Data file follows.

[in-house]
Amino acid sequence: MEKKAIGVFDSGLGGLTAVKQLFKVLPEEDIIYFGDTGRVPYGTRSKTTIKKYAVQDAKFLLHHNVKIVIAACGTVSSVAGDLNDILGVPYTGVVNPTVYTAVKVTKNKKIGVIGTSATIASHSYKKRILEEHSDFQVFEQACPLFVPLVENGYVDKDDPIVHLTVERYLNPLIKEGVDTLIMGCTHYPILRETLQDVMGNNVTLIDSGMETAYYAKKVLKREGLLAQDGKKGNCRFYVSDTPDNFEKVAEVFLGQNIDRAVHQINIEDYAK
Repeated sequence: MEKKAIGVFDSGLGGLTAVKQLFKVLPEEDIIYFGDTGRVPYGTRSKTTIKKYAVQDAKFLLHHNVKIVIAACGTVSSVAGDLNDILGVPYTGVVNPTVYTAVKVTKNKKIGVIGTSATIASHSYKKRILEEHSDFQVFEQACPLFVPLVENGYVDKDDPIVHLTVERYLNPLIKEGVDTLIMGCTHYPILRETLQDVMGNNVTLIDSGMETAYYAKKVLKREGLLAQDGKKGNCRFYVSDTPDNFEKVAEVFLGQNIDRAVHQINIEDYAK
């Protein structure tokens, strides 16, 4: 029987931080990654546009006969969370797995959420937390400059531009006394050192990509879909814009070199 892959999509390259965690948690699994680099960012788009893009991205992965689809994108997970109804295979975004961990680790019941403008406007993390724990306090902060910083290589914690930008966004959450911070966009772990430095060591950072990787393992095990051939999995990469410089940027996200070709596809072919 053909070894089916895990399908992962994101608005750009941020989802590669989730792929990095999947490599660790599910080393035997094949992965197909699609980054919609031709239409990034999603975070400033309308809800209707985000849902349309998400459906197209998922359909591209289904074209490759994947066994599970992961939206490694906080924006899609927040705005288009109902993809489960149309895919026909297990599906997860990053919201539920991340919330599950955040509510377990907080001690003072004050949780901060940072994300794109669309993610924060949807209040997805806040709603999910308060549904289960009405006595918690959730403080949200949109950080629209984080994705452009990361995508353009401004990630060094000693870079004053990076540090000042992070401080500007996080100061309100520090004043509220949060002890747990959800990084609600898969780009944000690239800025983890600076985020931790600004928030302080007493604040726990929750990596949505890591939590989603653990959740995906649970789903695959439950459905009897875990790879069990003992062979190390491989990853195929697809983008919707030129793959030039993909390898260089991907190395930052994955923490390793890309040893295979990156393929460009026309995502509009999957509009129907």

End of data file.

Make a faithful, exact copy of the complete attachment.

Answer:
[in-house]
Amino acid sequence: MEKKAIGVFDSGLGGLTAVKQLFKVLPEEDIIYFGDTGRVPYGTRSKTTIKKYAVQDAKFLLHHNVKIVIAACGTVSSVAGDLNDILGVPYTGVVNPTVYTAVKVTKNKKIGVIGTSATIASHSYKKRILEEHSDFQVFEQACPLFVPLVENGYVDKDDPIVHLTVERYLNPLIKEGVDTLIMGCTHYPILRETLQDVMGNNVTLIDSGMETAYYAKKVLKREGLLAQDGKKGNCRFYVSDTPDNFEKVAEVFLGQNIDRAVHQINIEDYAK
Repeated sequence: MEKKAIGVFDSGLGGLTAVKQLFKVLPEEDIIYFGDTGRVPYGTRSKTTIKKYAVQDAKFLLHHNVKIVIAACGTVSSVAGDLNDILGVPYTGVVNPTVYTAVKVTKNKKIGVIGTSATIASHSYKKRILEEHSDFQVFEQACPLFVPLVENGYVDKDDPIVHLTVERYLNPLIKEGVDTLIMGCTHYPILRETLQDVMGNNVTLIDSGMETAYYAKKVLKREGLLAQDGKKGNCRFYVSDTPDNFEKVAEVFLGQNIDRAVHQINIEDYAK
């Protein structure tokens, strides 16, 4: 029987931080990654546009006969969370797995959420937390400059531009006394050192990509879909814009070199 892959999509390259965690948690699994680099960012788009893009991205992965689809994108997970109804295979975004961990680790019941403008406007993390724990306090902060910083290589914690930008966004959450911070966009772990430095060591950072990787393992095990051939999995990469410089940027996200070709596809072919 053909070894089916895990399908992962994101608005750009941020989802590669989730792929990095999947490599660790599910080393035997094949992965197909699609980054919609031709239409990034999603975070400033309308809800209707985000849902349309998400459906197209998922359909591209289904074209490759994947066994599970992961939206490694906080924006899609927040705005288009109902993809489960149309895919026909297990599906997860990053919201539920991340919330599950955040509510377990907080001690003072004050949780901060940072994300794109669309993610924060949807209040997805806040709603999910308060549904289960009405006595918690959730403080949200949109950080629209984080994705452009990361995508353009401004990630060094000693870079004053990076540090000042992070401080500007996080100061309100520090004043509220949060002890747990959800990084609600898969780009944000690239800025983890600076985020931790600004928030302080007493604040726990929750990596949505890591939590989603653990959740995906649970789903695959439950459905009897875990790879069990003992062979190390491989990853195929697809983008919707030129793959030039993909390898260089991907190395930052994955923490390793890309040893295979990156393929460009026309995502509009999957509009129907």